A limited number of generic self-report health-related quality of life (HRQOL) instruments exist for use in pediatric populations, and most attempt to measure at least some aspect of emotional distress [7]. The vast majority of these have utilized classical test theory and few have taken advantage of item response theory (IRT) analysis in the scale development process [8]. PROMIS psychometric analyses focused on determining scale dimensionality and detecting sources of local dependence and also considered final item selection using IRT analyses. The primary objective of this paper is to describe the IRT analyses of the PROMIS pediatric anxiety and depressive symptoms item banks and the measurement properties of the new PROMIS pediatric anxiety and depressive symptoms scales that resulted from these IRT analyses, including investigations of scale dimensionality, sources of local dependence, and differential item functioning (DIF).

Methods

Sampling plan

Participants from central North Carolina and Texas were recruited in hospital-based outpatient general pediatrics and subspecialty clinics and in public school settings between January 2007 and May 2008. School-based participants were recruited through elementary after school programs as well as middle and high school required health classes. Parental informed consent and minor assent were obtained for all children taking the survey. A more detailed description of the study design is provided elsewhere [9].

The PROMIS anxiety and depressive symptoms items were randomly split between two test administration forms (Form 1 contained 9 anxiety items and 10 depressive symptom items; Form 2 contained 9 anxiety items and 11 depressive symptom items). Children were randomly assigned to complete one of the testing forms. Each of the anxiety and depressive symptoms PROMIS pediatric items was administered to at least 759 respondents. This sampling plan was developed for collecting responses to candidate items from the targeted PROMIS domains and accommodated multiple objectives including: (1) confirm the factor structure of the domains; (2) evaluate items for local dependence (LD) and DIF; and (3) calibrate the items for each domain using IRT.

All of these emotional distress items had a 7-day recall period and used standardized 5-point response options (never, almost never, sometimes, often, almost always). Table 1 shows the anxiety and depressive symptoms items administered during the testing.

Table 1
PROMIS pediatric anxiety and depressive symptoms item stems administered on forms 1 and 2 for item analysis and calibration

Statistical and psychometric methods

Data analysis followed the sequence of procedures presented by Reeve et al. [10] in their description of plans for psychometric evaluation and calibration of health-related quality of life item banks for PROMIS. First, traditional descriptive statistics were computed, as a check on data entry and validity and to verify that there were no empty (zero frequency) response categories for any item. These statistics included the frequencies and proportions in each item response category and the correlation of the item scores with the total summed score.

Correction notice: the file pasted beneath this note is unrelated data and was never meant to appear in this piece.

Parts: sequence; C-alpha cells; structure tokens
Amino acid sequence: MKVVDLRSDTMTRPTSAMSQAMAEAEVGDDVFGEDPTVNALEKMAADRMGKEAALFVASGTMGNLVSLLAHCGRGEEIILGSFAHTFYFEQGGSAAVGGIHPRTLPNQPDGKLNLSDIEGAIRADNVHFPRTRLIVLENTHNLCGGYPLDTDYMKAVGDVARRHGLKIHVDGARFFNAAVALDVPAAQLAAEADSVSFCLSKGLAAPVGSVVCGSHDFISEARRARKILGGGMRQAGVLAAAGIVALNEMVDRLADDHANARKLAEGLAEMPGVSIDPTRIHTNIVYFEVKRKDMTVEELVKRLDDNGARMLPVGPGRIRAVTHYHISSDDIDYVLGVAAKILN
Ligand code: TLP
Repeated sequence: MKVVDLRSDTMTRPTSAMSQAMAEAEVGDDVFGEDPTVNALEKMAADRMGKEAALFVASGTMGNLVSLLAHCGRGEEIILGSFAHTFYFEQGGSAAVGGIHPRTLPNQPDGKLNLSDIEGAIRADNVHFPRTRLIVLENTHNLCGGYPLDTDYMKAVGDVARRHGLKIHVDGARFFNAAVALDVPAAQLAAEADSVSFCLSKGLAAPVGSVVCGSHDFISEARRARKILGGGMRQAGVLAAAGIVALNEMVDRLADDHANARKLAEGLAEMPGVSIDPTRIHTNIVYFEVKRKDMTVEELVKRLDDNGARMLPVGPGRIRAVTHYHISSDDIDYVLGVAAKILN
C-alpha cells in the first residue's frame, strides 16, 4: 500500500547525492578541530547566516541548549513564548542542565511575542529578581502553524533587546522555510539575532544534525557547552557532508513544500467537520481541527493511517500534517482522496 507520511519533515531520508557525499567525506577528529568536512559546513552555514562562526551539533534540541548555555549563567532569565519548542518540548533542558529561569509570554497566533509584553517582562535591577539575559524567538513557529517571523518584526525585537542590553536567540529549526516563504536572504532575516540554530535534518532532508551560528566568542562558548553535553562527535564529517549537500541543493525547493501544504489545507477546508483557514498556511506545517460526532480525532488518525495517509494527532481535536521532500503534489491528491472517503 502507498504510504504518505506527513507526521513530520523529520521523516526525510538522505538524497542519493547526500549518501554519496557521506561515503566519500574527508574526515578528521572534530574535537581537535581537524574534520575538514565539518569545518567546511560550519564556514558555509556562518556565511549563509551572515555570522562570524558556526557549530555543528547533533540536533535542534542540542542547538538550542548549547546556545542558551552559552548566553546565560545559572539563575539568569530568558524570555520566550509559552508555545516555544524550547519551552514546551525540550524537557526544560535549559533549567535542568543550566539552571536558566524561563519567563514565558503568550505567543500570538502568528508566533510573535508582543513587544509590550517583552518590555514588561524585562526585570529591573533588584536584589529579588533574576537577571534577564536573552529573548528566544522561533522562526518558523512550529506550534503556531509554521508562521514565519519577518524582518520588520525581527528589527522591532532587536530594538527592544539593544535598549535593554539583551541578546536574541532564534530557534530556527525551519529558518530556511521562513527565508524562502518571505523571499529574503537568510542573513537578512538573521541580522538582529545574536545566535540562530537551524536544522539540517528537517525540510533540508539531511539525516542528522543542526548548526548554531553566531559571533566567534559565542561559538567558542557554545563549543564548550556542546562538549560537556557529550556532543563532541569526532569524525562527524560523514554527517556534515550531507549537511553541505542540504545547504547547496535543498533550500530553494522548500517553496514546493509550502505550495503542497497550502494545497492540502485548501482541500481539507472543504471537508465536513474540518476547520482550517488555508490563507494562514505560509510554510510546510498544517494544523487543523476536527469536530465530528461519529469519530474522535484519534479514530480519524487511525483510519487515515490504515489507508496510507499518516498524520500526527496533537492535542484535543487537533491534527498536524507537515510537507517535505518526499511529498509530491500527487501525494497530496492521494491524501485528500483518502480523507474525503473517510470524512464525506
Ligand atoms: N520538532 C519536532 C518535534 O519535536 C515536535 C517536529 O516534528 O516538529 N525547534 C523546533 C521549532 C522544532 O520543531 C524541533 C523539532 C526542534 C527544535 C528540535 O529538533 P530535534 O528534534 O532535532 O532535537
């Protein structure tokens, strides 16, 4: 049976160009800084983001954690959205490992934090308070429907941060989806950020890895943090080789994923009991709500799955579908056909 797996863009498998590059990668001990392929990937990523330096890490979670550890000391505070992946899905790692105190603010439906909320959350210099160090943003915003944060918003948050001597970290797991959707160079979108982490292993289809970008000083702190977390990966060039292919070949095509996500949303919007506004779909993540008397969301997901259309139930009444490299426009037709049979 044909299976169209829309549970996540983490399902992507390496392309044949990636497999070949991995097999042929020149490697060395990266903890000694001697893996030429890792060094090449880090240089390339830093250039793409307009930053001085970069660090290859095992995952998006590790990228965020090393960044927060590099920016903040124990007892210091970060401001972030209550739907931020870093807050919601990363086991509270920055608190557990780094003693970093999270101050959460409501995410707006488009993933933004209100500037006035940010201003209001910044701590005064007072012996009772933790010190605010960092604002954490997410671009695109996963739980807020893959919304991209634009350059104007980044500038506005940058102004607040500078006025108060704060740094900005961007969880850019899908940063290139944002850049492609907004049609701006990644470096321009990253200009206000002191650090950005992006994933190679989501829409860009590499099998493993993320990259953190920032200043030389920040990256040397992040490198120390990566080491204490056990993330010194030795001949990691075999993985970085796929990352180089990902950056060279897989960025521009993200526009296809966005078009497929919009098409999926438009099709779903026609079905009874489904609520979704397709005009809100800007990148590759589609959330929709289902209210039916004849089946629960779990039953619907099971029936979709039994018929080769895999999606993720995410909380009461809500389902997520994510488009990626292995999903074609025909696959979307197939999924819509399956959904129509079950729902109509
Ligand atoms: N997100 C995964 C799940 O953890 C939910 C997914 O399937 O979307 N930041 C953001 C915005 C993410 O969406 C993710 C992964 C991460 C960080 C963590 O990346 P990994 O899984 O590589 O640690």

Second, as a check on the assumptions of the unidimensional IRT model to be used, the dimensionality of individual differences on the anxiety and depressive symptoms item sets was examined using confirmatory factor analysis (CFA; e.g., bifactor analysis) of the inter-item polychoric correlation matrices. These analyses were performed using the “weighted least squares with robust standard errors, mean- and variance-adjusted” (WLSMV) algorithm [11] as implemented in the software Mplus [12]. Fitting additional factors, over and above those indicated by the design of the questionnaire, and residual correlations significantly greater than zero, served as indices of local dependence (LD) for pairs or small numbers of items that violate the local independence assumption of unidimensional IRT [13]. If a pair of items exhibited LD, one item from the pair was set aside.

Third, within the sets of items for which unidimensionality had been confirmed using CFA, the items were “calibrated” by fitting Samejima’s Graded Response Model [14, 15] using the software Multilog [16]. This model characterizes each item with a slope or discrimination parameter (a), that reflects the degree of association of the item responses with the latent construct being measured, and four threshold parameters (bk) (for five-alternative items), that indicate the level of anxiety or depressive symptoms at which a response in a particular category or higher becomes likely. This model has been selected for the PROMIS scales [10]. The goodness of fit of the IRT model to the data was examined using Orlando and Thissen’s [17, 18] SS X2 statistic as generalized by Bjorner et al. [19] for polytomous response data. Because SS X2 is a goodness-of-fit statistic, a non-significant value is the desirable outcome, indicating adequate fit of the model to the data.